Morton vs Bradford

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Comparison Morton versus the Puritan view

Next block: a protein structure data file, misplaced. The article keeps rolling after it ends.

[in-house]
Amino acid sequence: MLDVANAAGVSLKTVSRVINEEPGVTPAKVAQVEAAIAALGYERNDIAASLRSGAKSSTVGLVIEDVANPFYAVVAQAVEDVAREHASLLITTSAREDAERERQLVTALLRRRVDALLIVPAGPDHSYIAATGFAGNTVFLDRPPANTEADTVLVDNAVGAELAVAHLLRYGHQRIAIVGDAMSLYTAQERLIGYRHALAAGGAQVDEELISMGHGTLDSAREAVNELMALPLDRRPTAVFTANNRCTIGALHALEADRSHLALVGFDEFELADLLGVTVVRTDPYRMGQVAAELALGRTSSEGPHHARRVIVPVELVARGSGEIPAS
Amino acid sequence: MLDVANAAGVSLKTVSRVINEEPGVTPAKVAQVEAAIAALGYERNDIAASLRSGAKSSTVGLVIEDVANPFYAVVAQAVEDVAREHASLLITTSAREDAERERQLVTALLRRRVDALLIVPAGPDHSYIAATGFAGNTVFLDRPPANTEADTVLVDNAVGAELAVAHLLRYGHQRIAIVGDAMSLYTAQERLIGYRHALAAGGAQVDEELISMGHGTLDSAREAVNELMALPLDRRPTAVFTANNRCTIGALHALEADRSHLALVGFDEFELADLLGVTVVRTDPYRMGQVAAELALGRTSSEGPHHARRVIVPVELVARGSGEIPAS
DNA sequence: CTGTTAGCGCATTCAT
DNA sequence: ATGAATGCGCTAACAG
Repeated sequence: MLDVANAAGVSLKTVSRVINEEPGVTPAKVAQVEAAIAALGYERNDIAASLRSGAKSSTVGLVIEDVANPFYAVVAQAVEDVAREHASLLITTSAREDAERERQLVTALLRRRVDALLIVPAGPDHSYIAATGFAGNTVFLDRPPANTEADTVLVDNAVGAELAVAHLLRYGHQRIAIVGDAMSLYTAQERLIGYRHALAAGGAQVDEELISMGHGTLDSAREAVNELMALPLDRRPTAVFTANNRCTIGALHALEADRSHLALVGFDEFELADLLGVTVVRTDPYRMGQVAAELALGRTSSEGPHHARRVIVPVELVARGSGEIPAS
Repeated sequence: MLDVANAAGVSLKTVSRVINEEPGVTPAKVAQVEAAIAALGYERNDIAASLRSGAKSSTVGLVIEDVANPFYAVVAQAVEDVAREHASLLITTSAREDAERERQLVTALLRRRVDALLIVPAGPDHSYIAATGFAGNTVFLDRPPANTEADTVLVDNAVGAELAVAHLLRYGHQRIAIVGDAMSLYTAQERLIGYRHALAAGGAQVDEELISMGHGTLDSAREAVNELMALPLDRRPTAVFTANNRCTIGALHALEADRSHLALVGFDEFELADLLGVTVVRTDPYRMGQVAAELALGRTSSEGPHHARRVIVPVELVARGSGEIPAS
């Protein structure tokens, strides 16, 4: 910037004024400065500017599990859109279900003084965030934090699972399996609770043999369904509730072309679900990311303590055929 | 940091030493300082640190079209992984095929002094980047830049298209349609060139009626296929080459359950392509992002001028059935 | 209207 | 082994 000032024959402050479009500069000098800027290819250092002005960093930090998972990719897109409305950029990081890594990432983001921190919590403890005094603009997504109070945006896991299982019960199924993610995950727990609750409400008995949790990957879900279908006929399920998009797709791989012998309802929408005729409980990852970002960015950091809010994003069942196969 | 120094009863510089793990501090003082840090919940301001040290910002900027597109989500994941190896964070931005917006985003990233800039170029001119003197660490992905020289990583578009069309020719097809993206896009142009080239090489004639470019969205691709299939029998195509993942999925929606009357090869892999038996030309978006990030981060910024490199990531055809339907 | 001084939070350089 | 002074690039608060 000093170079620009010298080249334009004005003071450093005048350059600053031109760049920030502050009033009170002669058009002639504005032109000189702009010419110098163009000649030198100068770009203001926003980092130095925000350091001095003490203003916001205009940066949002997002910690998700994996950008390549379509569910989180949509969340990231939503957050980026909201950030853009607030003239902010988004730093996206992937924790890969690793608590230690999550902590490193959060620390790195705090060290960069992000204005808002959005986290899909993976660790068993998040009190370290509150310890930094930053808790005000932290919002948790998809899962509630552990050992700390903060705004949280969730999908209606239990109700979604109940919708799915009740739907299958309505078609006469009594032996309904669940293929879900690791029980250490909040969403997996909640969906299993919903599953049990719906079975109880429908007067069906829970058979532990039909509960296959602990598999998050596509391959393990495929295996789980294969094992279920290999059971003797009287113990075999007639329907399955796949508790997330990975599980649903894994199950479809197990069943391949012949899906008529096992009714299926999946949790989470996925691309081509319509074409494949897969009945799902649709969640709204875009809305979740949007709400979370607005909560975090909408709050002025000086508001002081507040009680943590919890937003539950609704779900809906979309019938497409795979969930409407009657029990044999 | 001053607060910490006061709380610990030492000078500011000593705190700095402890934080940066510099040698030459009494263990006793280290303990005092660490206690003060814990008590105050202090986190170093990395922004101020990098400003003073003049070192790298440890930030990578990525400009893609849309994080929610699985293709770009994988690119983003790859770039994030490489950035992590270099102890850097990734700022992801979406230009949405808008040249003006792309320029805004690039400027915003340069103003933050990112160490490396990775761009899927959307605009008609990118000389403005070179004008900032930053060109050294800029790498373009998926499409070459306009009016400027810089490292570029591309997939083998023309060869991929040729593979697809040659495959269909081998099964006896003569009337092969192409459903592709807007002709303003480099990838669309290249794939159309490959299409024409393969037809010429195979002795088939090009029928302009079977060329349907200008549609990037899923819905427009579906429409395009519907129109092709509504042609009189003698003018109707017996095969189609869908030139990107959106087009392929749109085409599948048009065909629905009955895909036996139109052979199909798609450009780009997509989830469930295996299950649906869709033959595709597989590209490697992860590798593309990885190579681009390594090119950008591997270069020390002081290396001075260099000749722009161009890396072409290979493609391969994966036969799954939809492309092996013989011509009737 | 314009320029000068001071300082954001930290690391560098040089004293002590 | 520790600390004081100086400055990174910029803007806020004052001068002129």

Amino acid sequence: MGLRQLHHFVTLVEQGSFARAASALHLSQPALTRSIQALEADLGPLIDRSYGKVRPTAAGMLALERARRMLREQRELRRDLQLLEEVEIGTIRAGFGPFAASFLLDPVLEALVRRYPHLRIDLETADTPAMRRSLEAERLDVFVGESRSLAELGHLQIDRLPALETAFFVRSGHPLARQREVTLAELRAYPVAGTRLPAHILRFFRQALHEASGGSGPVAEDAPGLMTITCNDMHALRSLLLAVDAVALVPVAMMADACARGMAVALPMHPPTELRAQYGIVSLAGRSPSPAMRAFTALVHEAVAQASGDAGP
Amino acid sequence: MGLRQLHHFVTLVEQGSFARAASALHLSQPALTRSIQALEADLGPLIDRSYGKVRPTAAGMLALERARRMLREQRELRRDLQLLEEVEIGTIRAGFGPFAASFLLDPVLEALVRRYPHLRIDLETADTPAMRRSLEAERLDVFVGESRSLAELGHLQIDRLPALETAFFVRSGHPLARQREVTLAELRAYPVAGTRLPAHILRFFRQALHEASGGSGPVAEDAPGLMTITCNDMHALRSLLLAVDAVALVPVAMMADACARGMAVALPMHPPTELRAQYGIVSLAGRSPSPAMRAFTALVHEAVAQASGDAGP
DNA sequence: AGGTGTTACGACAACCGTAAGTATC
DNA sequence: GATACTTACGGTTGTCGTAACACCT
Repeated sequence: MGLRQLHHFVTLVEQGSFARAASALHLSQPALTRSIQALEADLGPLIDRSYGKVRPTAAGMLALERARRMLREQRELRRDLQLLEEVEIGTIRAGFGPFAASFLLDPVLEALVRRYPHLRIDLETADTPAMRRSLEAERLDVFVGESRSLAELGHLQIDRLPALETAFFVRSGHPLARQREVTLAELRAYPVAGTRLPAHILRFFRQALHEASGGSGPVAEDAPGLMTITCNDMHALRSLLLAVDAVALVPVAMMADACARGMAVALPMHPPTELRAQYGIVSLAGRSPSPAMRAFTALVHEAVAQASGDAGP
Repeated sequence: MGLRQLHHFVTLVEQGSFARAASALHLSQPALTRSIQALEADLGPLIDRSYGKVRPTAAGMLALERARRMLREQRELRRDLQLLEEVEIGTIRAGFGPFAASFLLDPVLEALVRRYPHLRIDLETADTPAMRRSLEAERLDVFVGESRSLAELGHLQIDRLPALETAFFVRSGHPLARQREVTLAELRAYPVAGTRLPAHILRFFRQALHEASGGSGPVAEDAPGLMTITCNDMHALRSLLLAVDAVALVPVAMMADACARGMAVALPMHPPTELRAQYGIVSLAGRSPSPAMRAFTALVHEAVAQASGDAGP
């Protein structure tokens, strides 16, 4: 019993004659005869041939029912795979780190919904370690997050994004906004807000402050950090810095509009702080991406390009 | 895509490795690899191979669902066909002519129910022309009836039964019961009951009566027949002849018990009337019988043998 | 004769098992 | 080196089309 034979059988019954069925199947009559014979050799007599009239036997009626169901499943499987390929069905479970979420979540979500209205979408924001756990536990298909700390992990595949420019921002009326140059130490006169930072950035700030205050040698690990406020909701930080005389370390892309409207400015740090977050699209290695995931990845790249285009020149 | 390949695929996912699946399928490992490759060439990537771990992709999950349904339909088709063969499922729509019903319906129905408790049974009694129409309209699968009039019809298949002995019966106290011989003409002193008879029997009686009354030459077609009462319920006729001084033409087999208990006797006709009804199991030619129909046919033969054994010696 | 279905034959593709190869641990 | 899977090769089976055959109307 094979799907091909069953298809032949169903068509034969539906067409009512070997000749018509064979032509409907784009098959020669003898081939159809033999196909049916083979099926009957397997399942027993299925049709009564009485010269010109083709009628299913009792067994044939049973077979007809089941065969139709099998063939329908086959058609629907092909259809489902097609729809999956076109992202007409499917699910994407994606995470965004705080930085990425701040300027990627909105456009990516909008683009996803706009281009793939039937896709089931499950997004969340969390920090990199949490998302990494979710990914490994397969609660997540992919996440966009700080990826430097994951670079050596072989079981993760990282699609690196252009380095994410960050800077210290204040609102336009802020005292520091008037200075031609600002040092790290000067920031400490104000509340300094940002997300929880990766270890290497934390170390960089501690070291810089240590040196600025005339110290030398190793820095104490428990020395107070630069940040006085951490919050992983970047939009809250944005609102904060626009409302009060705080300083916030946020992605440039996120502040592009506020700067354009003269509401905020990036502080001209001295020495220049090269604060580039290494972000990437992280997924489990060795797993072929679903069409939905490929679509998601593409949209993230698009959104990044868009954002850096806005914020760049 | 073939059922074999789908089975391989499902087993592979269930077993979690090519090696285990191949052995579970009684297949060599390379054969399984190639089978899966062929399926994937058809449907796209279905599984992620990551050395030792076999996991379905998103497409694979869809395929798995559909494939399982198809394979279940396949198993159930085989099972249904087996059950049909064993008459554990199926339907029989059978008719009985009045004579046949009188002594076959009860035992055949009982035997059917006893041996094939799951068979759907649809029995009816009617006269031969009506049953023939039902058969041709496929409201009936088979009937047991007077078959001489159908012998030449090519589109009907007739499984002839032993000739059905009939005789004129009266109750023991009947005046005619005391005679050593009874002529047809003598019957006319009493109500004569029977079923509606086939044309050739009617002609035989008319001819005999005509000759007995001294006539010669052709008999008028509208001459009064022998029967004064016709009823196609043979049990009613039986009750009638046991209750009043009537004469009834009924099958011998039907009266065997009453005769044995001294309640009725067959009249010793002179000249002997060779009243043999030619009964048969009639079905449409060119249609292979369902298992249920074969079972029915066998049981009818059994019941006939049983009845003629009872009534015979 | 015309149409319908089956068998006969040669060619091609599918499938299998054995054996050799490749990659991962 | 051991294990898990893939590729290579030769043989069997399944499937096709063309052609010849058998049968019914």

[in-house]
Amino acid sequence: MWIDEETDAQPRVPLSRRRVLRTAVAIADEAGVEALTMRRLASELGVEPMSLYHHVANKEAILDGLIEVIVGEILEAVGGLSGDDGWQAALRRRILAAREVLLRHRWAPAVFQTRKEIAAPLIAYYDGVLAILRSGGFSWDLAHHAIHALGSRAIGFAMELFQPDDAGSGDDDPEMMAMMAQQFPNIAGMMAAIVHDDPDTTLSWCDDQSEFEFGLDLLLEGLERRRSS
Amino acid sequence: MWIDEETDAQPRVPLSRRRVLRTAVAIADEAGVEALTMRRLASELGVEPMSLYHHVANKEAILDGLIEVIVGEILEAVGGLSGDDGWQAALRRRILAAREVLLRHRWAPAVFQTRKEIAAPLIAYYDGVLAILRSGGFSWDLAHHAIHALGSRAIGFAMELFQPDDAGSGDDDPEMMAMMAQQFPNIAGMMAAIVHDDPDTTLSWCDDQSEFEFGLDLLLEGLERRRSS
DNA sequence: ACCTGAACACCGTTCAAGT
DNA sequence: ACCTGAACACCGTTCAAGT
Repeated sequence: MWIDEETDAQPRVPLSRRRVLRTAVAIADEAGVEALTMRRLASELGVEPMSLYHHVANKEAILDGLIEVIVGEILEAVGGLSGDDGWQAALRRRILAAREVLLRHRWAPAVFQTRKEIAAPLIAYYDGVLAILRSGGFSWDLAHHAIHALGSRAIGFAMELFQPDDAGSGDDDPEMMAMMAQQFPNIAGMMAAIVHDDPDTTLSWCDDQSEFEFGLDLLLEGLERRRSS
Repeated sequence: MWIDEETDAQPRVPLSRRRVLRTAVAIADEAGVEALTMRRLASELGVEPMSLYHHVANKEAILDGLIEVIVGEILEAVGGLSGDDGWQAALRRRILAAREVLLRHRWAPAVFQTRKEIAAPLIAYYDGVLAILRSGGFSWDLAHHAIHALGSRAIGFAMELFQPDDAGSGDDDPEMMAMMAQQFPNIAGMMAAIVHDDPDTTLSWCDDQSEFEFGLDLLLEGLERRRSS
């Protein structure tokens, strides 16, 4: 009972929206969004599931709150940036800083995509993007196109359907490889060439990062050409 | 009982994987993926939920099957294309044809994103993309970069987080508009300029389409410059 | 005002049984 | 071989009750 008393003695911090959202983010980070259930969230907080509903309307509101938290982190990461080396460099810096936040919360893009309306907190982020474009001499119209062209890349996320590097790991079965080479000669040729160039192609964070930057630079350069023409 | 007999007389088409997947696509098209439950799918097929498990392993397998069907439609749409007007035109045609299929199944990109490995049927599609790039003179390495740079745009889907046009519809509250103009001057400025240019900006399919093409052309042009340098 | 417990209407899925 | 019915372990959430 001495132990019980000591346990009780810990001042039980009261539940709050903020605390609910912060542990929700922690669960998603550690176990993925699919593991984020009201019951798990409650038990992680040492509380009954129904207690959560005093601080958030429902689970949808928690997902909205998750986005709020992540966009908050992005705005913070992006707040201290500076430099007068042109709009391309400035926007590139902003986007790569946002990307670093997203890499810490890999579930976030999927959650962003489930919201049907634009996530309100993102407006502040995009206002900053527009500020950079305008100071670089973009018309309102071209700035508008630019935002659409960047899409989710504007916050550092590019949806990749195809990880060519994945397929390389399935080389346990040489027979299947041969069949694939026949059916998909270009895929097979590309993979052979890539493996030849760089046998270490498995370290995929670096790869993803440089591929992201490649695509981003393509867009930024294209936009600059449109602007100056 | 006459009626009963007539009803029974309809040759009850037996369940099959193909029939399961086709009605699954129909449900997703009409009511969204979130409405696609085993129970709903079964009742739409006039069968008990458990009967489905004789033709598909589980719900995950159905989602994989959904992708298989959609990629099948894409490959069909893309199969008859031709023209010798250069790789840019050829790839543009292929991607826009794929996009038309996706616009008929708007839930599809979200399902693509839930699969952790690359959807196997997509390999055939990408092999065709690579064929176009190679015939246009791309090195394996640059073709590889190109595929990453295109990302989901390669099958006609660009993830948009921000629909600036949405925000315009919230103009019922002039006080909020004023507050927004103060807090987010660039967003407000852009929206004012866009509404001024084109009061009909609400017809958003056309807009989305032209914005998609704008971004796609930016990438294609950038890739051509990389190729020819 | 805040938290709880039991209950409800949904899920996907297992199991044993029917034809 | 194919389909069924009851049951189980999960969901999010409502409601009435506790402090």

William Bradford was the leader of one of the earliest colonial settlements in the United States, of which Thomas Morton was a settler. Bradford documented his exploits in “Of Plymouth Plantation” to gain support from his home country and fellow colonists. Bradford’s work, however, differs from Morton’s “New English Canaan” which also describes the events which took place in the colonies and his views of the Cavaliers, the Indians, and the Pilgrims. Bradford applies his rhetoric to amplify God to respectfully reduce his poor mistreated people while Morton uses his to satirize those same people and to show off the superiority of his own learning. The contrast between Bradford and Morton can be not only to found the relation of the two authors and the nature of their rhetoric, but elevate essential moral questions about the whole colonial endeavor, particularly with respect to the Indians. Thomas Morton was born around 1576 in Devon; England. He was a lawyer, writer and social reformer, popular for founding the colony of Merrymount and his work studying Native American culture. Morton wrote New English Canaan, which was his only work that got published. New English Canaan is separated in three books. The first was about the Indians of New England, and reports and speculates on their languages, beliefs etc. The second book explains the natural resources of New England. And, the third was about the lives of the Puritans and their problems with the residents of Ma-re-Mount. Morton was not a religious man. Also, Morton was viewed with hostility by the pilgrims of nearby Plymouth and other settlements, who considered their reveling and association with the local Indians to be immoral. He sold liquors and firearms to the natives to injure the trade of Plymouth and to endanger the safety of the colonists. The Puritans viewed the Indians as savages. That was why he was arrested and sent to England. The Puritans said...
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